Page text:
Rishi Sunak urged to go for spring election by senior Conservatives

May 2024 said to be ‘gaining traction’ as an ‘economic sweet spot’ that may help party minimise losses

Rishi Sunak is being urged by senior Conservatives to go for a spring election next year, with the plan said to be “gaining traction” among campaign strategists who believe it may be their best chance to stem losses.

In the aftermath of Thursday’s byelections, which saw a 21-point average swing against the Tories, some party insiders suggested May 2024 could be an “economic sweet spot” – providing the best window for “damage limitation”.

Sunak has come under pressure since the defeats in North Yorkshire and Somerset this week, despite the Tories pulling off a narrow win in Boris Johnson’s former seat in west London.

Friday’s results caused some ministers to privately push the government to soften its net zero plans and take a stronger stance on “wedge” issues that could be used to create more of a dividing line with Keir Starmer’s party.

The 19,000 and 20,000 majorities that were overturned by Labour and the Liberal Democrats have also renewed jitters among Tory MPs about the safety of their own seat.

With talk of a planned cabinet reshuffle towards the end of the summer and pressure on Sunak growing to buoy his party up at its conference in October, attention is turning among a select few in No 10 to the timing of the next election.

“Rishi will take a stronger view once we get to next January – when the economic picture is clearer and the new cabinet have had time to bed in,” said one senior Tory source. “But the case for an early election is gaining traction.”

Dan Poulter, the Conservative MP for Central Suffolk and North Ipswich, told Times Radio on Sunday: “If we look at historical precedents, at the moment it would suggest that – unless things change and turn around – we’re probably heading for a change of government in 15, 18 months’ time.” He added there was a “slim” chance of victory, but conceded the government was in a “very difficult place”.

The idea has been advanced by those including Daniel Finkelstein, a Conservative peer and adviser to John Major in the run up to the party’s crushing defeat in 1997, as well as other figures in parliament and Conservative Central Headquarters.

“There are sound reasons for why we’d stand a better chance by going early than in November,” a minister claimed. “But if we are heading for opposition anyway, it would still help us avoid wipeout territory.”

Tory strategists point to inflation falling faster than expected – to 7.9% from 8.7% – and hopes that Sunak’s aim to halve inflation will be reached, if not by the end of the year, then in early 2024.

“There’s an economic sweet spot,” said one insider. They suggested there would probably be a period next spring where inflation comes under control but before a potential recession and the full effect of further interest rate rises has been felt.

Such a move would allow the chancellor, Jeremy Hunt, to store up some intended measures and announce these at the spring budget, in March 2024.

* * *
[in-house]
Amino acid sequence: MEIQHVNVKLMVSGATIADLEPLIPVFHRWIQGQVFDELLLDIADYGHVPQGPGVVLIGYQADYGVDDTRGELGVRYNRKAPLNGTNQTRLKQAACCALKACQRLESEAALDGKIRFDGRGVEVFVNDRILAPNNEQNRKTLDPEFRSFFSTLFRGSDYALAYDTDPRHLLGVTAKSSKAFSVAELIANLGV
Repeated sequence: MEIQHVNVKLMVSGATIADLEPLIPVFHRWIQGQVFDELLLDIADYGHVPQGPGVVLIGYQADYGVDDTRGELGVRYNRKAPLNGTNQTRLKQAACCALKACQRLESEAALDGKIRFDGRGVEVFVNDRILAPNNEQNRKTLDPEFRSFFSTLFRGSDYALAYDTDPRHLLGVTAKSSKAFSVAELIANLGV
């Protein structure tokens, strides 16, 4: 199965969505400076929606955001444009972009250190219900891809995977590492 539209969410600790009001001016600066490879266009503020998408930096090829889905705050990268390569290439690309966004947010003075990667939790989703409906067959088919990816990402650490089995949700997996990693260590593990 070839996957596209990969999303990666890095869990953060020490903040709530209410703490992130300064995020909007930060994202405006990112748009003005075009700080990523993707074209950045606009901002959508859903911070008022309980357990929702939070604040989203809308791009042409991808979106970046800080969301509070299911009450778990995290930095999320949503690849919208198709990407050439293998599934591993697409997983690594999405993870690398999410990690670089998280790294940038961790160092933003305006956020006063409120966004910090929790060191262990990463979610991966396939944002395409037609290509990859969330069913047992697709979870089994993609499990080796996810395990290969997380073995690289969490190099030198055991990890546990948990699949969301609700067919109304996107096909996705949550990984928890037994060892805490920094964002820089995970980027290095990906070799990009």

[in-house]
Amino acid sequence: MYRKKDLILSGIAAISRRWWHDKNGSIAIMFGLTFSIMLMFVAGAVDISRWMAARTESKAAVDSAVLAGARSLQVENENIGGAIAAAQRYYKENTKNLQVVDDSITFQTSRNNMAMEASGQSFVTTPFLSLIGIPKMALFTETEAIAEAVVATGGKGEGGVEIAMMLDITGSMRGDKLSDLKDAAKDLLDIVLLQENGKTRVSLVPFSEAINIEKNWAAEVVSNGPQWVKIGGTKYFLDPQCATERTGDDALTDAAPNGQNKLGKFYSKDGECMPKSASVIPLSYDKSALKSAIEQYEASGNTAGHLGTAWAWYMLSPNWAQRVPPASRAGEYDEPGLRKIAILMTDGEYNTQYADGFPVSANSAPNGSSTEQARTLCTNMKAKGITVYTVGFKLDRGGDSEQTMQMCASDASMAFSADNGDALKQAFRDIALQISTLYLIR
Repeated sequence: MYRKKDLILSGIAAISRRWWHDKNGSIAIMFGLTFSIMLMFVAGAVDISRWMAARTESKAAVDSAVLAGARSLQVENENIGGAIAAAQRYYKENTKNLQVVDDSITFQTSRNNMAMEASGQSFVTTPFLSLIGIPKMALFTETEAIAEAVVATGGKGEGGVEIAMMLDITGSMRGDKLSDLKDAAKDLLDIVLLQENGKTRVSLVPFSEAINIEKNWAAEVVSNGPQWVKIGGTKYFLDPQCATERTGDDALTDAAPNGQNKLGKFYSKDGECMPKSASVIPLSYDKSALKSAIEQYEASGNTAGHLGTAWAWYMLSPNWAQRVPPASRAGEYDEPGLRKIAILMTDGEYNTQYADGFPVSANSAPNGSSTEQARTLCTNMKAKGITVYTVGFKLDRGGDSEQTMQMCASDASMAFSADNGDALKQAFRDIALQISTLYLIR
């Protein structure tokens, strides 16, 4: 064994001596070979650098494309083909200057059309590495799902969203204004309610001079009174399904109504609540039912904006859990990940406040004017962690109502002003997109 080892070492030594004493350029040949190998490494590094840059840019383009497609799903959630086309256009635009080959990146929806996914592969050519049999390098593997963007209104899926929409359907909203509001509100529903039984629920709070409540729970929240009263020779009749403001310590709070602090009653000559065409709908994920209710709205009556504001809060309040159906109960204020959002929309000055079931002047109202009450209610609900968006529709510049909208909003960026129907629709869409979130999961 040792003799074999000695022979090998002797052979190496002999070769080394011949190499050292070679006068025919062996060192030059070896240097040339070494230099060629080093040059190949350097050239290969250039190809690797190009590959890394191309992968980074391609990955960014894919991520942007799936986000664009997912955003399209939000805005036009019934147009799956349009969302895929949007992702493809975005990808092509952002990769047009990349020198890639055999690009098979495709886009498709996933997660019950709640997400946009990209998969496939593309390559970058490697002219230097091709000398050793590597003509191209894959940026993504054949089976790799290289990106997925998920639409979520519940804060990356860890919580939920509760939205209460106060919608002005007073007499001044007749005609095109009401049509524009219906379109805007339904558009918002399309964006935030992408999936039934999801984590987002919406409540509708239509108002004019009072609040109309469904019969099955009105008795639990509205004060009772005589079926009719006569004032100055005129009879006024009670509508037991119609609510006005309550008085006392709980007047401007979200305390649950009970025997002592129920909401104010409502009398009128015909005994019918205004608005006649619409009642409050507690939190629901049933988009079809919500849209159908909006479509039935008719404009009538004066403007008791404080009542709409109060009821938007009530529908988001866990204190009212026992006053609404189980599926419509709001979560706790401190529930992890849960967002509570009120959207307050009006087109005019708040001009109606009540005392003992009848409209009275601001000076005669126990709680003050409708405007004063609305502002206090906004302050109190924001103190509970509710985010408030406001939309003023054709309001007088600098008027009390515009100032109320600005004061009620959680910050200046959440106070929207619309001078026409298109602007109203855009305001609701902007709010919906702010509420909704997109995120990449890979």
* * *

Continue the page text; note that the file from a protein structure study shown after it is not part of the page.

The possible giveaways – reported to include abolishing inheritance tax – would be a pre-electoral springboard and challenge for Starmer to match, given his repeated warning that Labour’s ambitions will have to be limited to the finances they inherit.

Further advantages to an early election are reducing the potential punishment levied on the Conservative government for rising mortgage payments. Those who have been shielded from the effects of interest rates due to being on relatively low fixed-rate mortgages are gradually seeing their deals expire.

“Every person who ends up paying an extra £500 a month because they’ve come off their mortgage deal between the spring and the autumn will end up blaming us,” said one MP. “The quicker we get out the way with a damage limitation early election, the quicker we can be back in power after a spell as the opposition.”

Others have pointed to forthcoming fixtures in the political calendar. They fear a narrative-defining drubbing in the May 2024 local elections; followed by another summer where the unresolved small boats issue goes unresolved; and then, as the colder months approach, warnings of an impending winter crisis in the NHS.

Party conference, which is also held by the Conservatives in the first week of October, could also prove problematic. It is considered highly unlikely the party would pull or drastically slim down next year’s event before an election in 2024, given how vital it is to fundraising. However, CCHQ sources pointed out that this would mean activists coalescing in Birmingham in a week when their time would be better spent door-knocking across the country.

Views differ about when the election, which has to happen by January 2025, is most likely to take place. Some who want Sunak to go later point to the risk of the economy not having recovered enough by next May. They also suggest Sunak may want to make as much headway as possible in clearing the NHS backlog given the difficulties posed by strikes – making a November election more preferable.


Aubrey Allegretti Senior political correspondent

The GuardianTramp

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